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Vegan Toronto, Part Two

I am leaving Toronto today, bringing my nine day vegan food binge to a close. While I am sad to leave, I do miss my bed, boyfriend and kitchen. But first, brace yourselves for a whirlwind tour of Vegan Toronto, part two.

I am going to dive right in and commence gushing about Fresh. Vancouver needs a Fresh. Heck, every city needs a Fresh! There are three locations here in Toronto, but I visited the one on Bloor. Three times. Three of us went for dinner and it was super busy for a Wednesday night, so we waited maybe half an hour before getting in. Once we got past the black curtain, we were greeted by a bustling and brightly coloured room, super tightly packed. There were even chandeliers. It was like nothing I have seen in Vancouver where the Naam is consistently hailed as the best vegetarian restaurant in the city. I like the Naam from time to time, but it’s more hippyish and kind of leaves me feeling sick every time. This blew the Naam out of the water, in my opinion. We started with quinoa-crusted onion rings with a vegan garlic mayo dip. They weren’t gluten-free, but the quinoa was a nice touch and had a good onion to batter ratio, and the dip was unbelievable.

Quinoa-crusted onion rings. Nighttime photo.

At that point I was almost full, so I ordered the baby (rather than regular sized) dragon bowl on soba noodles. It was covered in a super tasty miso gravy that had  nutritional yeast in it, and you know how I feel about that! It was really creamy and kind of reminded me of peanut sauce in its consistency.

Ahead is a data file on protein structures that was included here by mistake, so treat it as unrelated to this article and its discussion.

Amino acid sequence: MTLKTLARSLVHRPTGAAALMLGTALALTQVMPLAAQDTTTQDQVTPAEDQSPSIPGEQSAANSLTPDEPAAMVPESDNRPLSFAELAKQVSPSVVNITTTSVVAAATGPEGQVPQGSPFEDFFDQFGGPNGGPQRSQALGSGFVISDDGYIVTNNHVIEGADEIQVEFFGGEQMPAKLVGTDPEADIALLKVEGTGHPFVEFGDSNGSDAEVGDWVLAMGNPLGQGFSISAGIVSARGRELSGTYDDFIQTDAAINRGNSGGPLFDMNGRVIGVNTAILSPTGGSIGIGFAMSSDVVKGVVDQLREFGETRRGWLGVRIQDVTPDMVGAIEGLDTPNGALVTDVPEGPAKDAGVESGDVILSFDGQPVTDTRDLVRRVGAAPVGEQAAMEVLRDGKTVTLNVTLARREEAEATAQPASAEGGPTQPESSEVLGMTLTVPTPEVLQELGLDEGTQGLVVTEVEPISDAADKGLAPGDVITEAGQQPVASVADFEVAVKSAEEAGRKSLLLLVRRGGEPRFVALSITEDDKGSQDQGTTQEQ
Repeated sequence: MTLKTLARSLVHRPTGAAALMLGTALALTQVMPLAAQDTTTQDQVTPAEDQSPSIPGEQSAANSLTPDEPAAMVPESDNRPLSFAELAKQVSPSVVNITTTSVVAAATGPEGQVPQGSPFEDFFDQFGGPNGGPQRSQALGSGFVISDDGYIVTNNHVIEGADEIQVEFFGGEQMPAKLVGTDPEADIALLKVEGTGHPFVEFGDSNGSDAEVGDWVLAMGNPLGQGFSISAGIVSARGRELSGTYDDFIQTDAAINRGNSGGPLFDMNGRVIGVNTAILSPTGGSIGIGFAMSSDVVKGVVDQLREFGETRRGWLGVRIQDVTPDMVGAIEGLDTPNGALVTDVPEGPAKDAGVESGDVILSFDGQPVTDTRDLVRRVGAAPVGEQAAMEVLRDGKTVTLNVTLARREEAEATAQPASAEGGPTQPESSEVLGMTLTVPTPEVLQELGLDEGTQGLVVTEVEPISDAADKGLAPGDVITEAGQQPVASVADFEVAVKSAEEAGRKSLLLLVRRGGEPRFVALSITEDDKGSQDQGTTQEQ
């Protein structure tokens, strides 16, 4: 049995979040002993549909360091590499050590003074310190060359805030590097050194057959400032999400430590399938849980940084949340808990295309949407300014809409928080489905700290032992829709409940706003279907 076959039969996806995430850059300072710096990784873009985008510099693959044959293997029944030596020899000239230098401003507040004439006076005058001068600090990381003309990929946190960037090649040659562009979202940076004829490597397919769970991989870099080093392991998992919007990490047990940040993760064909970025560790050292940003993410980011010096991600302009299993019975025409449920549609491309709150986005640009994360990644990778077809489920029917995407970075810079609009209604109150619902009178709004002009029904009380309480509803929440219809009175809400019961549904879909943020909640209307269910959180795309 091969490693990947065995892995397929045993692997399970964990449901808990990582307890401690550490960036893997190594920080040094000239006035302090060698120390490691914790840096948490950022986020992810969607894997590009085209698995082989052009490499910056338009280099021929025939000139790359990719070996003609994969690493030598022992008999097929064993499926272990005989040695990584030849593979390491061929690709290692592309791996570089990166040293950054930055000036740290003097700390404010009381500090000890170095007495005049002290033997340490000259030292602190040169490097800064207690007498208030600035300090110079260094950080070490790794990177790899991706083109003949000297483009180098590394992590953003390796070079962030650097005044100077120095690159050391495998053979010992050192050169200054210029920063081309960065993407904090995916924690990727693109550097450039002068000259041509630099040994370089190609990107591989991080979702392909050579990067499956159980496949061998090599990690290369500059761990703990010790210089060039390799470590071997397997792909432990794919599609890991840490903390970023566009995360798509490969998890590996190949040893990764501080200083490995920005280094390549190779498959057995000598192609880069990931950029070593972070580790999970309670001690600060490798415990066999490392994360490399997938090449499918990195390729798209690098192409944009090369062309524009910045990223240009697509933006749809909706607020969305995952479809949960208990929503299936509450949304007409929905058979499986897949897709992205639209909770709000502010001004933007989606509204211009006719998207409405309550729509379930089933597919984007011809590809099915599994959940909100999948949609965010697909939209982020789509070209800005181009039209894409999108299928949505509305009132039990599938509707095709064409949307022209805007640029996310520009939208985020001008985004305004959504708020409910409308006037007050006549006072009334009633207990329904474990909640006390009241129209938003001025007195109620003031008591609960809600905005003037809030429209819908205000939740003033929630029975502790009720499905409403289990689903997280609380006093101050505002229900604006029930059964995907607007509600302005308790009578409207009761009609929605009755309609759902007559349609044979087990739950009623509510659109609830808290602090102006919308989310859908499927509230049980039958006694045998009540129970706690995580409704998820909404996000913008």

Baby Dragon Bowl at Fresh. Sadly, the silly green things are covering up the luscious miso gravy.

I was wishing I had a full-size bowl, but was keeping my eye on the prize: a slice of vegan carrot cake. After dinner, we were all stuffed so we ended up sharing one slice. It was fantastic! Super moist and rich with “cream cheese” icing. This cake was so good, I actually made a special trip to Fresh to get a slice to go. Then yesterday, Kiera and I discovered that you can buy it at the natural foods store by her house in either square or entire cake form. So, of course, we bought one of each. It’s made by Toronto vegan bakery Sweets from the Earth and I couldn’t recommend it more. The carrot cake isn’t gluten-free, but they do carry a number of gluten-free  and nut-free products.

Sweets from the Earth vegan carrot cake. Holy vegan cream cheese icing! Best carrot cake I have ever had. Period.

Kiera and I also treated ourselves to brunch at Fresh. We each had the pancake platter: mine with banana pancakes and veggie sausage, Kiera’s with blueberry pancakes and tempeh bacon. Both also came with an oniony dilly tofu scramble. I would love to know what gluten-free flour combo they use for those fluffy, fluffy pancakes. I liked how they gave us a jug of real maple syrup, of which we consumed about half. Only complaint: I saved some banana pancake for last and it tasted like onion due to the encroaching tofu scramble. Oh well, I guess there are consequences when you want to have you (pan)cake and eat it too!

Banana Pancake Platter with veggie sausage at Fresh.

 

Blueberry Pancake Platter with tempeh bacon. I don't think anyone would miss eggs and bacon after this!

Kiera, her partner Gaelan and I had a super fun night out at Snakes and Lattes. Vancouver needs one of those too. It’s like a coffee shop that has oodles of boardgames, vegan and omni snacks and serves alcohol. What more could one ask for? They have a tofurkey sandwich with vegenaise on the menu, but Kiera and I were more concerned about the vegan desserts. The chocolate peanut butter ball was the best, but the nanaimo bar was pretty tasty too. They don’t charge extra for soy milk. Awesome.